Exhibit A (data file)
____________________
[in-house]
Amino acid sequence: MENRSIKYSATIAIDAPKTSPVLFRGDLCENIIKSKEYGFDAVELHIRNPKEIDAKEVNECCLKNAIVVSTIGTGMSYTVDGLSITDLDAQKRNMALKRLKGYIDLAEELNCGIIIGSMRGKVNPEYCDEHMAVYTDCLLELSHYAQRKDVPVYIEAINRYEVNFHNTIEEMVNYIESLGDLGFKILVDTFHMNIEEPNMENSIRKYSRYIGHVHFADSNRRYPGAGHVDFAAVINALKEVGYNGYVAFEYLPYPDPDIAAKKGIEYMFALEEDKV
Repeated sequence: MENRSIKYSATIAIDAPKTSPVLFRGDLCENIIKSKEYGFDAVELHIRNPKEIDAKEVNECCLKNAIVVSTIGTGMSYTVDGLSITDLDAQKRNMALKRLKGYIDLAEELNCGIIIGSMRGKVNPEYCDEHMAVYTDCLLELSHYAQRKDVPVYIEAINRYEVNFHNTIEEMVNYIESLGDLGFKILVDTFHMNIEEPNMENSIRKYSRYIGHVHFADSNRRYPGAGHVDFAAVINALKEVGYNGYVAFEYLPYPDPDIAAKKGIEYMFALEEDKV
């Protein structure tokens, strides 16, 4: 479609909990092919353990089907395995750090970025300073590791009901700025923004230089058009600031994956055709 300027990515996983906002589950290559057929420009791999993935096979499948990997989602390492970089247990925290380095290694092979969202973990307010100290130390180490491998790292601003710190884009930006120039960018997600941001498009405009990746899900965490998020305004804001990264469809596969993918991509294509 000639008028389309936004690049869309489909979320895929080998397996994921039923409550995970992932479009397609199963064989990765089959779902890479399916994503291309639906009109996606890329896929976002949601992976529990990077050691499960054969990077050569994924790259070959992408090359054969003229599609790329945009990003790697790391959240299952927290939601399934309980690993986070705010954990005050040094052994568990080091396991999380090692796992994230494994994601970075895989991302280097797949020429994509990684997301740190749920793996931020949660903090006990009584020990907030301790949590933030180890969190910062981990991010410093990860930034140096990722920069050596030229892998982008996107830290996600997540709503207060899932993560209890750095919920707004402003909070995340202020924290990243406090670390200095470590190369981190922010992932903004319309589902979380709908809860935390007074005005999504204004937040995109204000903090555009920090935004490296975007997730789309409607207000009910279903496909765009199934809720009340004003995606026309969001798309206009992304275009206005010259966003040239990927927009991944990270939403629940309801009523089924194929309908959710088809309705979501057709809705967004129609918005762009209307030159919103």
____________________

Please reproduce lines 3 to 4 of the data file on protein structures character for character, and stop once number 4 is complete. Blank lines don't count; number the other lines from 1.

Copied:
Repeated sequence: MENRSIKYSATIAIDAPKTSPVLFRGDLCENIIKSKEYGFDAVELHIRNPKEIDAKEVNECCLKNAIVVSTIGTGMSYTVDGLSITDLDAQKRNMALKRLKGYIDLAEELNCGIIIGSMRGKVNPEYCDEHMAVYTDCLLELSHYAQRKDVPVYIEAINRYEVNFHNTIEEMVNYIESLGDLGFKILVDTFHMNIEEPNMENSIRKYSRYIGHVHFADSNRRYPGAGHVDFAAVINALKEVGYNGYVAFEYLPYPDPDIAAKKGIEYMFALEEDKV
């Protein structure tokens, strides 16, 4: 479609909990092919353990089907395995750090970025300073590791009901700025923004230089058009600031994956055709 300027990515996983906002589950290559057929420009791999993935096979499948990997989602390492970089247990925290380095290694092979969202973990307010100290130390180490491998790292601003710190884009930006120039960018997600941001498009405009990746899900965490998020305004804001990264469809596969993918991509294509 000639008028389309936004690049869309489909979320895929080998397996994921039923409550995970992932479009397609199963064989990765089959779902890479399916994503291309639906009109996606890329896929976002949601992976529990990077050691499960054969990077050569994924790259070959992408090359054969003229599609790329945009990003790697790391959240299952927290939601399934309980690993986070705010954990005050040094052994568990080091396991999380090692796992994230494994994601970075895989991302280097797949020429994509990684997301740190749920793996931020949660903090006990009584020990907030301790949590933030180890969190910062981990991010410093990860930034140096990722920069050596030229892998982008996107830290996600997540709503207060899932993560209890750095919920707004402003909070995340202020924290990243406090670390200095470590190369981190922010992932903004319309589902979380709908809860935390007074005005999504204004937040995109204000903090555009920090935004490296975007997730789309409607207000009910279903496909765009199934809720009340004003995606026309969001798309206009992304275009206005010259966003040239990927927009991944990270939403629940309801009523089924194929309908959710088809309705979501057709809705967004129609918005762009209307030159919103």